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S. Korea-U.S. Drill Starts as North Rejects Armistice

Mar. 11, 2013 - 08:18AM   |  
By AGENCE FRANCE-PRESSE   |   Comments
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SEOUL — South Korea and the United States launched joint drills Monday involving thousands of troops, defying North Korea’s apocalyptic threats to repudiate the 60-year-old Korean War armistice in retaliation.

The start of the two-week “Key Resolve” exercise follows a week of escalating tensions on the Korean peninsula, with North Korea threatening nuclear war over U.N. sanctions adopted after its third atomic test last month. Pyongyang has condemned the annual joint maneuvers as a provocative invasion rehearsal and announced that — effective Monday — it was scrapping the 1953 armistice and voiding nonaggression treaties signed with the South.

The South’s Unification Ministry confirmed that the North appeared to have carried through on another promise to cut the hotline between Pyongyang and Seoul.

“The North did not answer our call this morning,” a ministry spokeswoman said.

The hotline was installed in 1971, and the North has severed it on five occasions in the past — most recently in 2010.

Rodong Sinmun, the newspaper of the North’s ruling communist party, confirmed in Monday’s edition the “complete end” of the Korean War armistice.

“With the ceasefire agreement blown apart ... no one can predict what will happen from now on,” the newspaper said.

Voiding the armistice theoretically paves the way for a resumption of hostilities, as the two Koreas never signed a formal peace treaty and remain technically at war.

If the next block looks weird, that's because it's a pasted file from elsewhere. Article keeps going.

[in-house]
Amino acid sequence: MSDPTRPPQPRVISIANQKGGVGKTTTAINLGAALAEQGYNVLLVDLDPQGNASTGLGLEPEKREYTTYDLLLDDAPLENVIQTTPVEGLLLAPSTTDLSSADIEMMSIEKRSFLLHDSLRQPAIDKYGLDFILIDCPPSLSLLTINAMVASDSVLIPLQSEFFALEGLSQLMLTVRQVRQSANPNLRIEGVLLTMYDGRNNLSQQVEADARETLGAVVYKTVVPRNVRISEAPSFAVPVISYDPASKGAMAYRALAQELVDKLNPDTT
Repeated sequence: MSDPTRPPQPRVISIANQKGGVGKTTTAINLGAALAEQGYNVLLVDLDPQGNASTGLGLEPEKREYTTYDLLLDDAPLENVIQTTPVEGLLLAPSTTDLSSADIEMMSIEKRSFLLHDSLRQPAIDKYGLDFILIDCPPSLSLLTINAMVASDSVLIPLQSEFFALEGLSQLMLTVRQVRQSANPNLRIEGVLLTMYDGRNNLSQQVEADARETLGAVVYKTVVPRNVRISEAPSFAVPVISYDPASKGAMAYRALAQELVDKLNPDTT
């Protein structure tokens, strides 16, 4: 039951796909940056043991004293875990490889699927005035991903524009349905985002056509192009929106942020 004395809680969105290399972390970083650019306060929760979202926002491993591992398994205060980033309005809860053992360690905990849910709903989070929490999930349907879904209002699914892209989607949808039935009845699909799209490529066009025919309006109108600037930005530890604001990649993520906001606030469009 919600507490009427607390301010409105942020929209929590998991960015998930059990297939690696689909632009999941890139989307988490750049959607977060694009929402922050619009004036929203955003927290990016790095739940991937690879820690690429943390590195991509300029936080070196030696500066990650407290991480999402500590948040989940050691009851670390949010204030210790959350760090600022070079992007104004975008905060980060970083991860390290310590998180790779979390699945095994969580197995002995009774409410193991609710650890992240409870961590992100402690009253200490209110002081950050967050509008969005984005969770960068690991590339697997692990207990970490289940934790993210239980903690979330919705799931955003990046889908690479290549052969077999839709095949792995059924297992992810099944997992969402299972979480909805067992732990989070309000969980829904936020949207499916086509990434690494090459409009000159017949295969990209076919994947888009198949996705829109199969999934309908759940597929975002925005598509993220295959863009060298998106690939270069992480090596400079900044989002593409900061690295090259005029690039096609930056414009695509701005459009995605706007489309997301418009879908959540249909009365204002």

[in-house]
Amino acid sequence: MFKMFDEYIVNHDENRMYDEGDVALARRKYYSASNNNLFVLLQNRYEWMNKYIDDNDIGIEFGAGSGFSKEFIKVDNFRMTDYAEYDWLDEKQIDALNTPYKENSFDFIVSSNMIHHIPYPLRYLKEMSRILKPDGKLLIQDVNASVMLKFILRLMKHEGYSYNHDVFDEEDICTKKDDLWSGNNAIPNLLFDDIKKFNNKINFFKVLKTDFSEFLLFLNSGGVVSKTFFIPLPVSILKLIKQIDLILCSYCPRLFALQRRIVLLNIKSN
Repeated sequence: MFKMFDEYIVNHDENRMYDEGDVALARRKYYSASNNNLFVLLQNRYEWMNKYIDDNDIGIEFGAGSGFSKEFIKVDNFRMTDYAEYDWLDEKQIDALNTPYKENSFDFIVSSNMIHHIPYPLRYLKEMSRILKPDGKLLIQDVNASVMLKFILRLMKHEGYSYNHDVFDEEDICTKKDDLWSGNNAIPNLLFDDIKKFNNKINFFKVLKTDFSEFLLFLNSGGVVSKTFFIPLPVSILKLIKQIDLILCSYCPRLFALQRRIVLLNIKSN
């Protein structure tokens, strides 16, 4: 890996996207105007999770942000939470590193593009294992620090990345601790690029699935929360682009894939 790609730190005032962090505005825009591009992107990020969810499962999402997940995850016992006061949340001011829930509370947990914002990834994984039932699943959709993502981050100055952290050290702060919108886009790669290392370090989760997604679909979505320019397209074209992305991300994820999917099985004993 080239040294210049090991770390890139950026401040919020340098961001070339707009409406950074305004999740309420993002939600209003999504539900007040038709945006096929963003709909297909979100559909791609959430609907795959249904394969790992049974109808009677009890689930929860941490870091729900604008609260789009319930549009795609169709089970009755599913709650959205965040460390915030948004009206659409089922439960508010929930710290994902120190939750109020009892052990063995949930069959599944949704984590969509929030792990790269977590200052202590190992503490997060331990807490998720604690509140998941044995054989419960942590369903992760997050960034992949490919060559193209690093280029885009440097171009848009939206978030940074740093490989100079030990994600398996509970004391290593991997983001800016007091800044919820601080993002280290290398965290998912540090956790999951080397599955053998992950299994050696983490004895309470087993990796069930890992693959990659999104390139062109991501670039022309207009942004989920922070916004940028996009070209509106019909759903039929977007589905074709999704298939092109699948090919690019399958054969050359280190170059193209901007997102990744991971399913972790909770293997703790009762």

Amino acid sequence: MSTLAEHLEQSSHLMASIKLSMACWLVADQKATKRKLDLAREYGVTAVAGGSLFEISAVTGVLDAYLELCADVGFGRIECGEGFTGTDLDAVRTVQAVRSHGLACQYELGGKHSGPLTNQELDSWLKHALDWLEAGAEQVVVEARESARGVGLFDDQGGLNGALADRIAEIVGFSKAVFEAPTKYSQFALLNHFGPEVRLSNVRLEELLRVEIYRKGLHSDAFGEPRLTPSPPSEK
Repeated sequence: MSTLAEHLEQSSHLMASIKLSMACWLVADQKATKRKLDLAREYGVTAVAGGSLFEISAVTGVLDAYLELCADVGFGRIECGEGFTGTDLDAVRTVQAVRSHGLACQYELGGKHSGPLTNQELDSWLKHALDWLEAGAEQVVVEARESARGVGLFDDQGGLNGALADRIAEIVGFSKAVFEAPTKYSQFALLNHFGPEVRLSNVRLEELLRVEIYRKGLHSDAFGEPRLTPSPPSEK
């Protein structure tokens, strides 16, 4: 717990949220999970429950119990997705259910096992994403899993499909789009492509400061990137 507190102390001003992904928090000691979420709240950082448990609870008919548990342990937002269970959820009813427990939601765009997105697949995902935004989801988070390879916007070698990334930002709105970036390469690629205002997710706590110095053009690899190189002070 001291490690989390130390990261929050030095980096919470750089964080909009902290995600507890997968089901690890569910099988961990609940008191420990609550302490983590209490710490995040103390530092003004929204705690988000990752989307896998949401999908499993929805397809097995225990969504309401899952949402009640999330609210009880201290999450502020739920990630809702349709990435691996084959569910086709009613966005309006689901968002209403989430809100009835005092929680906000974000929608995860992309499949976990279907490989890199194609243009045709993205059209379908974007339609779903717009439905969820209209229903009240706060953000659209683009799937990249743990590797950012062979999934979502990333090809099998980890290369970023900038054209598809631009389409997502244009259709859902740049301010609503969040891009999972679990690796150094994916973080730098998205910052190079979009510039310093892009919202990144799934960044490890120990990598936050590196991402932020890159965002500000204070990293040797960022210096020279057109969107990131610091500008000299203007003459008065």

“The North is giving the impression it wants to put things back to where they were 60 years ago,” said Yang Moo-Jin, a professor at the University of North Korean Studies in Seoul.

Experts point out that North Korea has declared the ceasefire dead or obsolete nearly a dozen times in the past 20 years. On the last occasion in 2009, the North specifically said it would no longer guarantee the safety of U.S. or South Korean naval vessels operating near the disputed maritime border.

The sinking of the South Korean naval vessel Cheonan and the shelling of a South Korean island near the border followed in 2010.

Saber-rattling and displays of brinkmanship are nothing new in the region, but there are concerns that the current situation is so volatile that one accidental step could escalate into serious confrontation and conflict. Having issued so many dire warnings, the North will feel obliged to take some provocative action, observers say.

Yang predicted short-range missile tests or an incursion across the sea border. Yang said he found it “particularly alarming” that North Korea’s young leader, Kim Jong-Un, appeared content to act with no concern for the response of ally China — widely seen as losing patience with its volatile neighbor.

“Key Resolve” is an annual, largely computer-simulated exercise but still involves the mobilization of more than 10,000 South Korean and 3,500 U.S. military personnel. About 28,500 U.S. troops are stationed in South Korea.

The South Korean Defense Ministry said North Korea is expected to carry out its own large-scale military drill along its eastern front this week, involving the army, navy and air force. North Korean artillery bases on islands close to the disputed maritime border have already placed their cannon in firing positions, ministry officials said.

The North’s foreign ministry has already warned that a second Korean War is “unavoidable” and threatened “pre-emptive nuclear attacks” on the United States and South Korea. The North is not seen as having the ability to deliver a nuclear warhead to the U.S. mainland. South Korea, which usually shrugs off Pyongyang’s fiery rhetoric, has promised to retaliate to any provocation with a precision strike on the North’s leadership command.

The surge in tensions is an early challenge to new South Korean President Park Geun-Hye, who was sworn in only two weeks ago and is still without a confirmed defense minister, national security adviser or intelligence chief.

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